The Ministry of Finance created a comprehensive steering model for the Austrian federal budget. The performance management and its gender priority were part of this comprehensive model. In the following, this draft model was discussed with the hereinafter stakeholders until it was passed. Considering this broad reform it was crucial to ensure that the reform would not depend on the existing political constellation, but would survive different governments. Thus, the reform integrated all political parties represented in Parliament. Consequently, an informal parliamentary reform committee was established. Since the implementation, the Parliament is responsible for the political control concerning the pursuit of gender equality. In the field of Gender Responsive Budgeting the Federal Chancellery’s role is to monitor, support and develop the methods, processes and results of the gender equality objectives and activities. In this sense the Federal Chancellery trains and consults the ministries, assesses the budget information, reports the evaluation results to the Parliament as well as to the public and coordinates the Austrian strategy on gender equality. Further stakeholders are leaders of the budget managing units of the supreme organs and ministries. They are responsible for the operational implementation of the elements of performance management, especially for the gender equality objectives and the concerning actions. The budget managing bodies are responsible externally in the context of total budgetary planning and execution for the outcome information on the level of budget chapters and global budgets to the Parliament. In addition, the Court of Auditors also acts as major stakeholder. Therefore, it is heavily involved in outcome and service evaluation as an independent agency of the Parliament. Finally, every supreme organ and every ministry had to nominate an appointee for gender mainstreaming. Therefore, they obtain an important role concerning gender equality in the fields of performance management and regulatory impact assessment.
 6. How was the strategy implemented and what resources were mobilized?
According to financial crisis and austerity programs (for example the Austrian hiring freeze for the federal public administration) it was prerequisite avoiding additional expenses and keeping the financial costs as low as possible. Regarding this, only technical costs for implementing and extending IT-Tools incurred. The concerned IT-tools are used for data handling, which were financed jointly by the Federal Chancellery and the Ministry of Finance. However, within the organizations personnel was needed to face the new activities concerning the gender equality dimension in the performance management and the regulatory impact assessment. Therefore the supreme organs and ministries asked for gender equality appointees as well as for experts in the field of performance data and regulatory impact assessment. Moreover the named stakeholders had also to concern experts in these issues. In addition, the Federal Performance Management Office was established at the Federal Chancellery to coordinate, support and monitor the implementation at all supreme organs and federal ministries. Referring to the circumstance of hiring freeze and the need of additional staff, the implementation of the reform was only possible by effective task review, process optimization and redeployment. In conclusion only in house arrangements enabled the reform which was a reform in public administration itself. The in house arrangements concerning redeployment and assigning existing staff with new functions required in-depth education in the fields of performance data in general and gender equality in particular. The education responsibility was assumed the Federal Performance Management Office of the Federal Chancellery. It provided and still provides training, seminars and consultancy for conducting performance management and regulatory impact assessment. Therefore, a great number of trainings and conferences were organized. The so-called “platform-meeting” with representatives of all supreme organs and ministries is still in place and is held regularly. In addition, the FPMO also provided manuals and checklists for daily business. The supply of all these educational measures of the FPMO was demanded numerously and scored well. According to a high quality implementation, a bigger number of trainers and change agents also supported line ministries during the booster phase and knowledge was pooled from social partners, academia and the OECD. Finally, all important information was presented on our permanent homepage www.oeffentlicherdienst.gv.at.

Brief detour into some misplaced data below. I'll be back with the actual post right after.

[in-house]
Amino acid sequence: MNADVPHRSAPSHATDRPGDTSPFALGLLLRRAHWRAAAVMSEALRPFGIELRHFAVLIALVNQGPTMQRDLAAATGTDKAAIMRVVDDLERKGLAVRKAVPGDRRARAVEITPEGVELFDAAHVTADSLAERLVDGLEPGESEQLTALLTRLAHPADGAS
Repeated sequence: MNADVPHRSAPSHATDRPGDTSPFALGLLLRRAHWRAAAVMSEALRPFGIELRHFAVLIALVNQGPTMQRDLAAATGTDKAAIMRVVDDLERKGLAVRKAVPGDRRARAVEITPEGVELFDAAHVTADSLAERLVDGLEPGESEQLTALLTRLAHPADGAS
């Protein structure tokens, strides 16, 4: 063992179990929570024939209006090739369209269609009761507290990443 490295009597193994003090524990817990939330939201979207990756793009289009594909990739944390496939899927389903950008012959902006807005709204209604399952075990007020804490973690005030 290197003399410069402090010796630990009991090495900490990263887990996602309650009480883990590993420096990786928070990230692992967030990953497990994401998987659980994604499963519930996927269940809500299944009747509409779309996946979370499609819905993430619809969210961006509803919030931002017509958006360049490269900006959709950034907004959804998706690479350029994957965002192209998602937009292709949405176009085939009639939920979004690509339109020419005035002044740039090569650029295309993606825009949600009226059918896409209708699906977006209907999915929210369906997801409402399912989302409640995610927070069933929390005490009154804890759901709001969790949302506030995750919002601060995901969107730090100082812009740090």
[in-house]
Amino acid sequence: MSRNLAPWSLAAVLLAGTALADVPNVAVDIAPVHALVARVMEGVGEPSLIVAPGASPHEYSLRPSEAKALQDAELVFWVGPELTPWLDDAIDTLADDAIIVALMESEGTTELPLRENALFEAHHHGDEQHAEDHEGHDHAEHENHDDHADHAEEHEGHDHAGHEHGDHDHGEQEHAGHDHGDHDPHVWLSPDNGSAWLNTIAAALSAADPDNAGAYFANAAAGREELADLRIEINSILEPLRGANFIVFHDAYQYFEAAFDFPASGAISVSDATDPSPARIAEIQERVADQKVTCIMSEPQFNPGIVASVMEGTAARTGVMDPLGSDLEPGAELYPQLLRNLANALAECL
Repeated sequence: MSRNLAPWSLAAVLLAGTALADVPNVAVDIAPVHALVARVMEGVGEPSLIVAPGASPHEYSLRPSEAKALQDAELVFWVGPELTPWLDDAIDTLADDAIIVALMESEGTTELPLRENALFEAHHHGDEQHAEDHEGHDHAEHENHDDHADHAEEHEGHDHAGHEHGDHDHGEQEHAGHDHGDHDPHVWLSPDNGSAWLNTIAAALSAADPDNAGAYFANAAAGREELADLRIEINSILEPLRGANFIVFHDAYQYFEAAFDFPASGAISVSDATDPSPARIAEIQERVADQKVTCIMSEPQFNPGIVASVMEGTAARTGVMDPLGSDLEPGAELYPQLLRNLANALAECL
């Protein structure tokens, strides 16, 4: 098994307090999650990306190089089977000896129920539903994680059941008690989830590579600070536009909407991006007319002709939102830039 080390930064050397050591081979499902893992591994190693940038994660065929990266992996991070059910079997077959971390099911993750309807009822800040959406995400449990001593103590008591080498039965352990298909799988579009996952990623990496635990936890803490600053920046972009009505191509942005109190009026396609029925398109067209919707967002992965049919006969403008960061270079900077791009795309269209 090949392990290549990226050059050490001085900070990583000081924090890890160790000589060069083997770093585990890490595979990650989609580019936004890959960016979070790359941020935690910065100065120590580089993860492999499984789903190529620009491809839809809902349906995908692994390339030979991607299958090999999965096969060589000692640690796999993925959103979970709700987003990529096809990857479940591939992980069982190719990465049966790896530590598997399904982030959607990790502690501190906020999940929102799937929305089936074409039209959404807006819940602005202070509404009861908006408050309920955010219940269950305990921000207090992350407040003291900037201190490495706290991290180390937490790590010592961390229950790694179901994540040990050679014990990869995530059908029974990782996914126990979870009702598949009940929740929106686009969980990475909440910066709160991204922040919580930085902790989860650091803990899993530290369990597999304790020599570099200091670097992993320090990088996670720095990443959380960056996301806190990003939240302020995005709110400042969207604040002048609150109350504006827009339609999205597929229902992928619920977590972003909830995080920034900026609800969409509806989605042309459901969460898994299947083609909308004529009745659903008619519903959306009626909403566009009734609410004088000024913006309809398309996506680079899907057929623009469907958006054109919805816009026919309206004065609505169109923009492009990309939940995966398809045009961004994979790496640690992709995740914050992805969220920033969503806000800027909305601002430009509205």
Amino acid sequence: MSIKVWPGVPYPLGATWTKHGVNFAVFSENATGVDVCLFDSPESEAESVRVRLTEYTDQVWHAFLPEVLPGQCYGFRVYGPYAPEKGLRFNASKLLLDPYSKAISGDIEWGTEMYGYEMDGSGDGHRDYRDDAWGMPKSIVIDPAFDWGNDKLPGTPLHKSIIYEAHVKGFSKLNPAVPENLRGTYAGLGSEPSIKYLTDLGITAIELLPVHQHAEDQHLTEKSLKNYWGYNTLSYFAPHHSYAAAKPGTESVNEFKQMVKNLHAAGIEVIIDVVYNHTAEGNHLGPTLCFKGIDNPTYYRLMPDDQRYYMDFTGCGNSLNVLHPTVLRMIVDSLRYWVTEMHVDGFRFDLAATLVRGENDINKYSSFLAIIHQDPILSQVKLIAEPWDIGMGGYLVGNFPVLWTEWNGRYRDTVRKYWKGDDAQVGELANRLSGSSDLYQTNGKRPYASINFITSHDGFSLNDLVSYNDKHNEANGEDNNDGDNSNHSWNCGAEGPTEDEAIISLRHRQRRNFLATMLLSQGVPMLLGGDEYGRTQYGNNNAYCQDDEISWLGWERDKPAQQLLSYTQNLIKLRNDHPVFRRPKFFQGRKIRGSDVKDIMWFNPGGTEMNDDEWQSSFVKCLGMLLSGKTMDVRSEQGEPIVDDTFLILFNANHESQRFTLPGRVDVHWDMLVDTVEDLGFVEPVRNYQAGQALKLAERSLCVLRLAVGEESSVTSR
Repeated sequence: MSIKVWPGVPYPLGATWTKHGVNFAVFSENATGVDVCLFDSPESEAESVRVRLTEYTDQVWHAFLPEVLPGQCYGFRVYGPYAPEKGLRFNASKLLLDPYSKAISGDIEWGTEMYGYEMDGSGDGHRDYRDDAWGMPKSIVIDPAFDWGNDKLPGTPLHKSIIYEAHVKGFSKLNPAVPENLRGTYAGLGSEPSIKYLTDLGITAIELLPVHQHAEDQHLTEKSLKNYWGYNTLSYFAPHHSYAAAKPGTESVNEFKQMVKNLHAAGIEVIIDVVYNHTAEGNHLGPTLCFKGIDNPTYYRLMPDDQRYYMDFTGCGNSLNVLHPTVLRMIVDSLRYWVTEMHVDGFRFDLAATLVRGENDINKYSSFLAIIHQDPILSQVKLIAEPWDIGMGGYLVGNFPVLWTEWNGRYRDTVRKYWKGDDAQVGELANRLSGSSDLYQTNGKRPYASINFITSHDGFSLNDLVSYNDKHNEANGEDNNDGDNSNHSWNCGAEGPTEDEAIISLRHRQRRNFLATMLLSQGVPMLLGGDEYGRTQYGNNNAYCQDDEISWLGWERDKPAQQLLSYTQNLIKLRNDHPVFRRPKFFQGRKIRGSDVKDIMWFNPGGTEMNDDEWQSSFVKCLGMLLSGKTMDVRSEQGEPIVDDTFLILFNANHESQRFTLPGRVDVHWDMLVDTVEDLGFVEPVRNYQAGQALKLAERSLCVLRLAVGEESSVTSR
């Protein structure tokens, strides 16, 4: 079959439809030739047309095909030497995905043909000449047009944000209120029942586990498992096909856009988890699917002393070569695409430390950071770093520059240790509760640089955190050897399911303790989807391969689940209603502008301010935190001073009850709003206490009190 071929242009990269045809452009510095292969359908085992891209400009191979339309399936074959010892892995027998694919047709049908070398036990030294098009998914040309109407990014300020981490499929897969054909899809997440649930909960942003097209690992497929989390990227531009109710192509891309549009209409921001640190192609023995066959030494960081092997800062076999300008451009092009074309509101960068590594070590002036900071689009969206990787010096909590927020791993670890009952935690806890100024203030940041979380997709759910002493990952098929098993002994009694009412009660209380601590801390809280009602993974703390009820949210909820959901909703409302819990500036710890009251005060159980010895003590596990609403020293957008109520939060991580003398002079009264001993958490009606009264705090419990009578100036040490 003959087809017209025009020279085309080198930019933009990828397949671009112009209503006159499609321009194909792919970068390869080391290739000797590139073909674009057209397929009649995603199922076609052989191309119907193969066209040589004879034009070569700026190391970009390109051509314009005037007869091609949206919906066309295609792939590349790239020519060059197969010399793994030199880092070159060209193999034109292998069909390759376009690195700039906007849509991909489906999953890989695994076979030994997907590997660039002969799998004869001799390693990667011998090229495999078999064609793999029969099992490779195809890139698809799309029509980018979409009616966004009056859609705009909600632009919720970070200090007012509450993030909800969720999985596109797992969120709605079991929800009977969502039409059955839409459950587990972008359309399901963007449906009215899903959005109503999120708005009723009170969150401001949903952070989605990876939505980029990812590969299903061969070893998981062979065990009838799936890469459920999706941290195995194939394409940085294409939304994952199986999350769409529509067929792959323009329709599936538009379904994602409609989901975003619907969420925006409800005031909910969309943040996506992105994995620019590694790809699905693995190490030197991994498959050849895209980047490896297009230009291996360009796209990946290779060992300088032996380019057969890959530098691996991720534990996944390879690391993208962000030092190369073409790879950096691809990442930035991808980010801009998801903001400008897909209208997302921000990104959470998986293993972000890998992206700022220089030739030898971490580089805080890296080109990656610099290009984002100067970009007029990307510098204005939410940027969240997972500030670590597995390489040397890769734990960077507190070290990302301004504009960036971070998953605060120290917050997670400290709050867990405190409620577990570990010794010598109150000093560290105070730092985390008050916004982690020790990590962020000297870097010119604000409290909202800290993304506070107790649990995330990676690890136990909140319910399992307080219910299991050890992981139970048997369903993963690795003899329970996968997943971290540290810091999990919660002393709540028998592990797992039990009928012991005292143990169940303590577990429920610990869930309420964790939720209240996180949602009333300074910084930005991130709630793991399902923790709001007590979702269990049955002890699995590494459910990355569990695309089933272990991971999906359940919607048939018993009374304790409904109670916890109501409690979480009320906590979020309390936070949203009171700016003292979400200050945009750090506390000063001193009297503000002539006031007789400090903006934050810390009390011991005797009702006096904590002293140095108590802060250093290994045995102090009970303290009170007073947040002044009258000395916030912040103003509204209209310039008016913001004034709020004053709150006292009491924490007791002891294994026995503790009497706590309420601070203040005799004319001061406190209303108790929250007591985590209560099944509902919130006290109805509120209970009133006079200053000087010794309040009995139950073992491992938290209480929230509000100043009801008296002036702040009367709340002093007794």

7. Who were the stakeholders involved in the design of the initiative and in its implementation?